|Publication number||US3982291 A|
|Application number||US 05/589,375|
|Publication date||Sep 28, 1976|
|Filing date||Jun 23, 1975|
|Priority date||Jun 23, 1975|
|Publication number||05589375, 589375, US 3982291 A, US 3982291A, US-A-3982291, US3982291 A, US3982291A|
|Inventors||Frank M. Damico|
|Original Assignee||Joerns Furniture Company|
|Export Citation||BiBTeX, EndNote, RefMan|
|Patent Citations (6), Referenced by (1), Classifications (5), Legal Events (1)|
|External Links: USPTO, USPTO Assignment, Espacenet|
Apparatus for assembling and locking together various portions of bed frames have typically utilized either two or three-point connections at each corner of a bed for joining a mattress support, frame, or spring assembly to head or foot support frames. In the typical three-point connection, a pair of rigid connectors extend between brackets on the various portions of the bed while the mattress side rail or like portion is wedged in place against either the head or foot frame or a portion of the opposing bracket. Alternatively, three rigid connectors extend into tapered slots such that when weight is placed on the mattress support, the connectors are tightly wedged into the slots. Although being quite rigid and secure, such three-point connections have typically been very difficult to assemble and disassemble, requiring either two persons or a great deal of time if only one person is making the assembly.
Prior known two-point connections between bed frame portions, while being easier to assemble, have been somewhat loose, sloppy, and generally less secure than the three-point connections. In such apparatus, a pair of rigid connectors spaced apart along opposing brackets on the various bed frame portions are provided to join the frame sections together either with or without wedging of the mattress or side rail against any other portion. Such two-point connectors are generally less durable, have a shorter life span than do more rigid connectors, and fail to provide any simplification of conventional assembly procedures.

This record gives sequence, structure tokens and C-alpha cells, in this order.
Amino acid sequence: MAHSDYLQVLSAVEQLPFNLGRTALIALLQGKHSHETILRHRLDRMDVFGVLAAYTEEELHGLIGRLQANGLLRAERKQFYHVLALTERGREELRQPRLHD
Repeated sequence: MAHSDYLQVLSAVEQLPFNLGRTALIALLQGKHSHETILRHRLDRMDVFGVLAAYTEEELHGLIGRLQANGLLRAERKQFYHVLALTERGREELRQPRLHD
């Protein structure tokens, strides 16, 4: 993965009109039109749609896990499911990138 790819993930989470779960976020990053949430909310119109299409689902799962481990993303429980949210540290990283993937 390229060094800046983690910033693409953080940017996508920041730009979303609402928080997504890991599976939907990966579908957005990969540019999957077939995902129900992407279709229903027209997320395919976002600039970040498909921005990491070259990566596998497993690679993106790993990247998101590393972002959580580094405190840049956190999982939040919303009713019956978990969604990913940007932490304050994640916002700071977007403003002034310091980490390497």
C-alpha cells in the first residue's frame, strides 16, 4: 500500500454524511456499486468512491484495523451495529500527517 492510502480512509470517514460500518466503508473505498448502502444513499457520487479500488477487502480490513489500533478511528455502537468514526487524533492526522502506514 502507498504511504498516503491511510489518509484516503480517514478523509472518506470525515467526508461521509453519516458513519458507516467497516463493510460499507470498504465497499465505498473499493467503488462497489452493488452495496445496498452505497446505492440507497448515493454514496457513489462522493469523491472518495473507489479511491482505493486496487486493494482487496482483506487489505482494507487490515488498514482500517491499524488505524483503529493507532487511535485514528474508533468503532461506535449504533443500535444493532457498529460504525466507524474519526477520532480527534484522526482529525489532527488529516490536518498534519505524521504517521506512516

With either prior known connectors, the typical assembly technique is to hold the head or foot frame generally upright while at each end of each side rail is successively lifted and joined to the head or foot frame. Often, especially with heavier, more durable beds such as hospital beds which may be either manual or electric, head or foot frames are bulky and heavy and difficult for a single person to maintain upright while the mattress support is assembled thereto. Accordingly, the presence of two persons is often required necessitating inconvenience and greater expense for assembly.
The present invention overcomes these problems and provides a strong, secure, tight connection apparatus for portions of bed frames as well as a method for assembly of such apparatus which allows a single person to easily and quickly assemble even heavy, large, and bulky bed frames.
The present invention provides a bed frame locking apparatus and assembly method especially adapted to secure a head or foot support frame to a mattress support. The invention utilizes a two-point connection from a pair of opposing, rigid bracket members, one of such pairs of brackets preferably being positioned at each corner of a bed frame. Included are pivot means for supporting one of the bracket members for pivotal movement with respect to the other, as well as a rigid connection means on at least one of the brackets for engaging the other bracket member which has receiving means for receiving the rigid connector. The essence of the invention lies in pivoting one bracket member with respect to the other such that camming means on the member opposite the member including connecting means cams the connecting means into the receiving means. The invention rigidly secures the various portions of the bed together while utilizing only a single rotating motion which can easily be accomplished by a single person.
In one aspect, the invention is a bed frame locking assembly including first and second rigid, opposing brackets. Pivot means are included on at least one of the brackets as well as the rigid connection means and receiving means therefor. Camming means are provided for camming the connection means into the receiving means when the brackets are pivoted with respect to each other about the pivot means whereby the brackets are locked together to rigidly secure a support frame to a mattress support.